Essay: Concept and Design: Get into shape with SOP

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  • Subject area(s): Business essays
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  • Published on: November 16, 2017
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  • Concept and Design: Get into shape with SOP
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Part 1: Origins of SOP – the different types of SOP – determined by categories e.g. central kitchen

Part 2: How to start, build and maintain your SOP

Part 3: The role of technology in SOPs

*Highlighted parts are incomplete – awaiting feedback via email interviews

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It could be argued that the origins of Standard Operating Procedures, commonly abbreviated as SOP or SOPs, is closely tied to the history of fast food chains in America, but that point is still largely debated. SOPs can be traced back to the military industry, who realised that SOPs were core to the smooth functioning of military bases (needs to be confirmed from sources)

SOPs are the mainstay of any manufacturing operations, but for the purpose of this discussion, the focus will be on food operations. Core to any food operator or manufacturer’s food safety and Hazard Analysis and Critical Control Points (HACCP) plan are the facility’s existing structure. The foundation of this structure is its SOPs.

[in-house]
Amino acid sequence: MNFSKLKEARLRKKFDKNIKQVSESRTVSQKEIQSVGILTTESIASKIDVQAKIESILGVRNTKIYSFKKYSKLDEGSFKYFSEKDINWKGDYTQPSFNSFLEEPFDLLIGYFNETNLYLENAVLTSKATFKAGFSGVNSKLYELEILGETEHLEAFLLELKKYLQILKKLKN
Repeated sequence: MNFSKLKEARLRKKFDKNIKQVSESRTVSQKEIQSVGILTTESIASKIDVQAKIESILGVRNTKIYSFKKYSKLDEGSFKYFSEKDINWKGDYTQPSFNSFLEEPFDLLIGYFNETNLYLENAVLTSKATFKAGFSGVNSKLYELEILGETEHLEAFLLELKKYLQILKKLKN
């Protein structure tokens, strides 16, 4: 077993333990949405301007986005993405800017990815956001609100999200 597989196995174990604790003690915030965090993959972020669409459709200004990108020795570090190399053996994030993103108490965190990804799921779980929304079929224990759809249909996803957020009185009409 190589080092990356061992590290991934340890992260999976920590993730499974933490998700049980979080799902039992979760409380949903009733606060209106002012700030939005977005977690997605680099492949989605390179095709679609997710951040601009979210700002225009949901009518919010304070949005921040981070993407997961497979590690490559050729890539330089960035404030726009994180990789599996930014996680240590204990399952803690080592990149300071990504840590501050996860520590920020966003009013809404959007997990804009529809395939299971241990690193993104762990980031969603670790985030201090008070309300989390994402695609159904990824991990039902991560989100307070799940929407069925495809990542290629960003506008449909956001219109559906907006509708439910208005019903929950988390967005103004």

An SOP is a set of written instructions that document a food manufacturer’s routine or repetitive activity. Specific to food manufacturing plants, for example, the term applies to production, manufacturing and support area processes, jobs or activities.

The development and use of SOPs are integral parts of a successful food safety, quality and sanitation system, as they provide individuals with the information required to properly perform their jobs. Using SOPs promote quality through consistent implementation of a process, task or job. Also, if clearly written, SOPs can minimise miscommunication and variation between individuals or organisations.

The term SOP may also be used interchangeably with ‘protocol’ ‘job instruction’ or ‘work instruction’.

Sub-Title

Thinking that SOPs are not relevant to you, whether you own a restaurant or a manufacturing plant, can prove to be fatal. For example, according to a U.S. Food and Drug Administration’s Reportable Food Registry annual report, 37.9 percent of all food recalls were due to undeclared allergens. After investigations, the true cause of these recalls was traced to either an SOP that did not exist or was inadequate, or to a failure to adhere to one or more of the applicable procedures, including label review, residual chemical testing, sanitation, recall procedures, storage, training and more.

*Graph with Statistics – getting from source

In addition to creating harm and generating bad publicity, recalls are expensive: the average cost associated with these allergen-related SOP failures has been estimated at $US10 million per recall.